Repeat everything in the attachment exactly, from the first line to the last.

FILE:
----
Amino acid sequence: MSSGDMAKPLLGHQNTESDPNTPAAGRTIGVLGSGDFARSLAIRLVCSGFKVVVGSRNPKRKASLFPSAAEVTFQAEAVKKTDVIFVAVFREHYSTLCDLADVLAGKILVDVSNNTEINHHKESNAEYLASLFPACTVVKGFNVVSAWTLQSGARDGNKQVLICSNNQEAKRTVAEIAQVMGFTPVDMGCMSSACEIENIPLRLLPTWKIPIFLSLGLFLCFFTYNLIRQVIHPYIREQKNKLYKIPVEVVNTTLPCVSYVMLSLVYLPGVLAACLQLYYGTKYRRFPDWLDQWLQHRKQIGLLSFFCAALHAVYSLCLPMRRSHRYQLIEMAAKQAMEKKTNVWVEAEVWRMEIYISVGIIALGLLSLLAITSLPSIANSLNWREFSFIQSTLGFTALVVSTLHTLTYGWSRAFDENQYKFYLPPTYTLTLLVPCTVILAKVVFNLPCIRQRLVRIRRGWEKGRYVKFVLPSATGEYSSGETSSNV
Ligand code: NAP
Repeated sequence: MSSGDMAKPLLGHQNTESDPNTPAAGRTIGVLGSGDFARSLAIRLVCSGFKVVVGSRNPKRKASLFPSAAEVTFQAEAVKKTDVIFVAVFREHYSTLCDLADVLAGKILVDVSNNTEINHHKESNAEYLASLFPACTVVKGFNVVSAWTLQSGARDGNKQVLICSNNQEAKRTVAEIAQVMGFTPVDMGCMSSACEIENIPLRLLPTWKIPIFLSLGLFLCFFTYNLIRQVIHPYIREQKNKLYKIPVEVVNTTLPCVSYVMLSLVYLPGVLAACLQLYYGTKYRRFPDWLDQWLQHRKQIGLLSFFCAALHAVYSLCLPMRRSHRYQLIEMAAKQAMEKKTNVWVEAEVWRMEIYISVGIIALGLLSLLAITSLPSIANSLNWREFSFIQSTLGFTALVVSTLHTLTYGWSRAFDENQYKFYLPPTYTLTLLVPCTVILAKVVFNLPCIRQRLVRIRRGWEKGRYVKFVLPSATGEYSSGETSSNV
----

Amino acid sequence: MSSGDMAKPLLGHQNTESDPNTPAAGRTIGVLGSGDFARSLAIRLVCSGFKVVVGSRNPKRKASLFPSAAEVTFQAEAVKKTDVIFVAVFREHYSTLCDLADVLAGKILVDVSNNTEINHHKESNAEYLASLFPACTVVKGFNVVSAWTLQSGARDGNKQVLICSNNQEAKRTVAEIAQVMGFTPVDMGCMSSACEIENIPLRLLPTWKIPIFLSLGLFLCFFTYNLIRQVIHPYIREQKNKLYKIPVEVVNTTLPCVSYVMLSLVYLPGVLAACLQLYYGTKYRRFPDWLDQWLQHRKQIGLLSFFCAALHAVYSLCLPMRRSHRYQLIEMAAKQAMEKKTNVWVEAEVWRMEIYISVGIIALGLLSLLAITSLPSIANSLNWREFSFIQSTLGFTALVVSTLHTLTYGWSRAFDENQYKFYLPPTYTLTLLVPCTVILAKVVFNLPCIRQRLVRIRRGWEKGRYVKFVLPSATGEYSSGETSSNV
Ligand code: NAP
Repeated sequence: MSSGDMAKPLLGHQNTESDPNTPAAGRTIGVLGSGDFARSLAIRLVCSGFKVVVGSRNPKRKASLFPSAAEVTFQAEAVKKTDVIFVAVFREHYSTLCDLADVLAGKILVDVSNNTEINHHKESNAEYLASLFPACTVVKGFNVVSAWTLQSGARDGNKQVLICSNNQEAKRTVAEIAQVMGFTPVDMGCMSSACEIENIPLRLLPTWKIPIFLSLGLFLCFFTYNLIRQVIHPYIREQKNKLYKIPVEVVNTTLPCVSYVMLSLVYLPGVLAACLQLYYGTKYRRFPDWLDQWLQHRKQIGLLSFFCAALHAVYSLCLPMRRSHRYQLIEMAAKQAMEKKTNVWVEAEVWRMEIYISVGIIALGLLSLLAITSLPSIANSLNWREFSFIQSTLGFTALVVSTLHTLTYGWSRAFDENQYKFYLPPTYTLTLLVPCTVILAKVVFNLPCIRQRLVRIRRGWEKGRYVKFVLPSATGEYSSGETSSNV